dering and the final image is drawn at 9 FPS. Much
higher framerates (up to 60) are achieved for low-
polygon models such as the Stanford bunny. For less
complex models dynamic ambient occlusion can be
enabled without major performance hits, though de-
pending heavily on the sampling rate. The differential
rendering automatically handles occlusions from real
objects to virtual ones or vice versa, as shown in fig-
ure 3. To assure that light and shadows are transfered
correctly onto real materials, the material reconstruc-
tion as described above is used to gather information
about the surface the object is placed on.
Diffuse materials were reconstructed through the
iterative method described above. We have tested a
steady state genetic algorithm on a simulated Phong
material to evaluate the quality of a reconstruction.
1000 surface samples were gathered to determine the
parameters ρ
, ρ
and n, with a population size of
100 genomes. The test results point out that linear
parts of the equation f(x,
) =
were evaluated with less deviation from the actual pa-
Figure 2: The Stanford dragon model in the entrance hall.
Figure 3: Shadows and occlusion are handled via differen-
tial rendering and reconstructed geometry.
rameters than non-linear parts. While ρ
was evalu-
ated correctly in most cases, i.e. no mutant or local
minima, the deviations in ρ
and especially in n were
generally too high. It is still unclear whether a larger
population or higher mutation rates will lead to better
results. It should be noted that these test cases exclu-
sively deal with known BRDF’s and do not contain
any lighting information from an image whatsoever,
neither virtual nor real lights. In the actual implemen-
tation, the process iteratively factors out virtual light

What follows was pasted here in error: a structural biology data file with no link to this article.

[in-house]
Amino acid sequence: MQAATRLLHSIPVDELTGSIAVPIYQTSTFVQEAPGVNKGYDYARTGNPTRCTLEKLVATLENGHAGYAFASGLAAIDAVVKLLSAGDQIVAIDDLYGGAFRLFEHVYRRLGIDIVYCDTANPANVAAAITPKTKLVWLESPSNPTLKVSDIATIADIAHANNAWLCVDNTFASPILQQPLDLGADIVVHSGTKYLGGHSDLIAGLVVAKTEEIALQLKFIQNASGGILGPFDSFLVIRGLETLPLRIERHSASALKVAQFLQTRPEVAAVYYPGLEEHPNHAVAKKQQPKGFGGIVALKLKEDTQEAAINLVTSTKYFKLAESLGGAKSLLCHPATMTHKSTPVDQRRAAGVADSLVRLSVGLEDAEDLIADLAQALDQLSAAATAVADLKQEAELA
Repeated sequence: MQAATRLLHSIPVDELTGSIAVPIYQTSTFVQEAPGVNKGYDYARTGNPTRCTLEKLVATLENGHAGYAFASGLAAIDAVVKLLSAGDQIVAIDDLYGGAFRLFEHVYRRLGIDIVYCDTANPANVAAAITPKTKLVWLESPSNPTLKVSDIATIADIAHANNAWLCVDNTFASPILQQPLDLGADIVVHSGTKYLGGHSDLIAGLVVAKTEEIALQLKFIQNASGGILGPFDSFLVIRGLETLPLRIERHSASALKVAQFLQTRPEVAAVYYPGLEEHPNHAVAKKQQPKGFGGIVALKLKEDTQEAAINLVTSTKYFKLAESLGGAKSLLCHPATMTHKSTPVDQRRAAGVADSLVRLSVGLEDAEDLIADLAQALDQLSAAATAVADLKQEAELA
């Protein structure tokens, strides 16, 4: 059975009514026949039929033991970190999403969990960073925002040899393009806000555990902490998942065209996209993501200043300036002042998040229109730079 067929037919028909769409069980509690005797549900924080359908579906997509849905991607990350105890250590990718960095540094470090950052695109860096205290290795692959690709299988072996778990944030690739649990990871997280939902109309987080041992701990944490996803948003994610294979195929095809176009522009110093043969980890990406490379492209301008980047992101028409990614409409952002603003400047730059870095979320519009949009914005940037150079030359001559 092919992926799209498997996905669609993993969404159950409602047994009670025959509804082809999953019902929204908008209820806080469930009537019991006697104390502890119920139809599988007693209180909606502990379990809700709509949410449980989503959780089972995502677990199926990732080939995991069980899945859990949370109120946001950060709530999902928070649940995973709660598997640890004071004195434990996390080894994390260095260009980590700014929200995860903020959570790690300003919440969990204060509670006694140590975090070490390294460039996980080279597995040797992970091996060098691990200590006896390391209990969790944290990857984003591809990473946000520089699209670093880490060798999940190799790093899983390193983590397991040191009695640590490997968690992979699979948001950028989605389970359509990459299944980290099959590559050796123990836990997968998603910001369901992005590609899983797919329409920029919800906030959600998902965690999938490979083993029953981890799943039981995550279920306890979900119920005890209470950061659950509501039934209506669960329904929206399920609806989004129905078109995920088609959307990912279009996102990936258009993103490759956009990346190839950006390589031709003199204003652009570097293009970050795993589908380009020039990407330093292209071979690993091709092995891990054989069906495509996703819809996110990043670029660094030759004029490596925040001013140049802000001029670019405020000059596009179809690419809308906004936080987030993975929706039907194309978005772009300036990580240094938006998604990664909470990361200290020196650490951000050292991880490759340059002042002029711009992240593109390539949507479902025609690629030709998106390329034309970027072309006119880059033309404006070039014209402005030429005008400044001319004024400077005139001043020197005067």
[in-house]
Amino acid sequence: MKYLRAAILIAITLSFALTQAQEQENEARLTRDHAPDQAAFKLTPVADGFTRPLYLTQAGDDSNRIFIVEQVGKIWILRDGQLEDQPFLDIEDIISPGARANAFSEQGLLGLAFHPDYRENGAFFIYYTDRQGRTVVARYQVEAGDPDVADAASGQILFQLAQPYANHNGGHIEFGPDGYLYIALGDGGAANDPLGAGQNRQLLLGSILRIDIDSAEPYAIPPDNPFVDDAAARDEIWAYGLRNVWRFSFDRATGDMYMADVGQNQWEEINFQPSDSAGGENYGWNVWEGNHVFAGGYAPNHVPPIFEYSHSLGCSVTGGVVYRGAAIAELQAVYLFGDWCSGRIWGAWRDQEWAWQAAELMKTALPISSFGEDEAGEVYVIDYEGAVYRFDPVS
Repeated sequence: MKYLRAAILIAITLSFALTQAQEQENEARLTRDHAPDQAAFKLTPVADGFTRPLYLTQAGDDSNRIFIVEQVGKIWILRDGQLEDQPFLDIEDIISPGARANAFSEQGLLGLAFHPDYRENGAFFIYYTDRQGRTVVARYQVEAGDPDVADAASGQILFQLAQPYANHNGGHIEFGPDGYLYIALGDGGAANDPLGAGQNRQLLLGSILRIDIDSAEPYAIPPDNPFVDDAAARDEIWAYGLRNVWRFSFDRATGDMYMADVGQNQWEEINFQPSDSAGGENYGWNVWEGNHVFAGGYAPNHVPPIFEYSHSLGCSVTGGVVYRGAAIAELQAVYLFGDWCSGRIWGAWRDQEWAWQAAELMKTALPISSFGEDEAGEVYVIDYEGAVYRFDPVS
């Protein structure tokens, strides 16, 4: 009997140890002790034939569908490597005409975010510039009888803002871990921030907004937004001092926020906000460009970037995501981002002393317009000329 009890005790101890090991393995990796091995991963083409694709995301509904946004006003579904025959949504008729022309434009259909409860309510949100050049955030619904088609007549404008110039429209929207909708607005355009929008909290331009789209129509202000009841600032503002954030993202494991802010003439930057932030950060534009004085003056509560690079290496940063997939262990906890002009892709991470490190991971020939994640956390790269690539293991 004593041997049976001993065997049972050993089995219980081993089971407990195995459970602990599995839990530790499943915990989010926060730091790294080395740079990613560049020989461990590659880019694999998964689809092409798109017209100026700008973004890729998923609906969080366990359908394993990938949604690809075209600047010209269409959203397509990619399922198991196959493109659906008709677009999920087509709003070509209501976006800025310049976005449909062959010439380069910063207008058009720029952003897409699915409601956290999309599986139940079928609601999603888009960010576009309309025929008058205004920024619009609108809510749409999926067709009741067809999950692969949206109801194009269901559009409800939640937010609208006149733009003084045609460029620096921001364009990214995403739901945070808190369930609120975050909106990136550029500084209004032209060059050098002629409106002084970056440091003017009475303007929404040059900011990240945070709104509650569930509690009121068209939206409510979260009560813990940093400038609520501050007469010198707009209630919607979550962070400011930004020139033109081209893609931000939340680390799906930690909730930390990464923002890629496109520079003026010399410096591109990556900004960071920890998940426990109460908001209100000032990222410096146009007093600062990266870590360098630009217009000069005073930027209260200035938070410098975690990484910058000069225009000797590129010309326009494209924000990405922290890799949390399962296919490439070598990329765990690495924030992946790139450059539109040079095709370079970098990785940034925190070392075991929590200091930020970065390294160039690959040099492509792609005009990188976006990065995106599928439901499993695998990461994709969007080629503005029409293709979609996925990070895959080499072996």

sources. Ultimately, the calculation of the BRDF pa-
rameters that follows this estimation is replaced by
the genetic algorithm.
The most urgent matter right now is to have a uni-
fied model for creating irradiance maps, because the
currently used spherical harmonics for instance are
unsuitable for high-frequency functions. Relating to
actual reflection model parameters such as those of
specular functions will then be much easier. Cur-
rently, Haar Wavlets show promising results, because
the multi-resolution analysis allows to capture high
frequencies with relatively few coefficients. Ambi-
ent occlusion as a placeholder for other surface func-
tions is sufficient right now. However, special effects
such as interreflections or caustics are currently not
handled. A suitable and dynamic method compara-
ble to LDPRT (Sloan et al., 2005) has to be included
in the near future. Also, the current approach to ex-
tract light sources manually from sphere maps does
set heavy boundaries to the dynamic usage. A sta-
ble real time approach to extract lights from HDR
sphere maps such as in (Supan and Stuppacher, 2006)
or (Korn et al., 2006) still has to be implemented.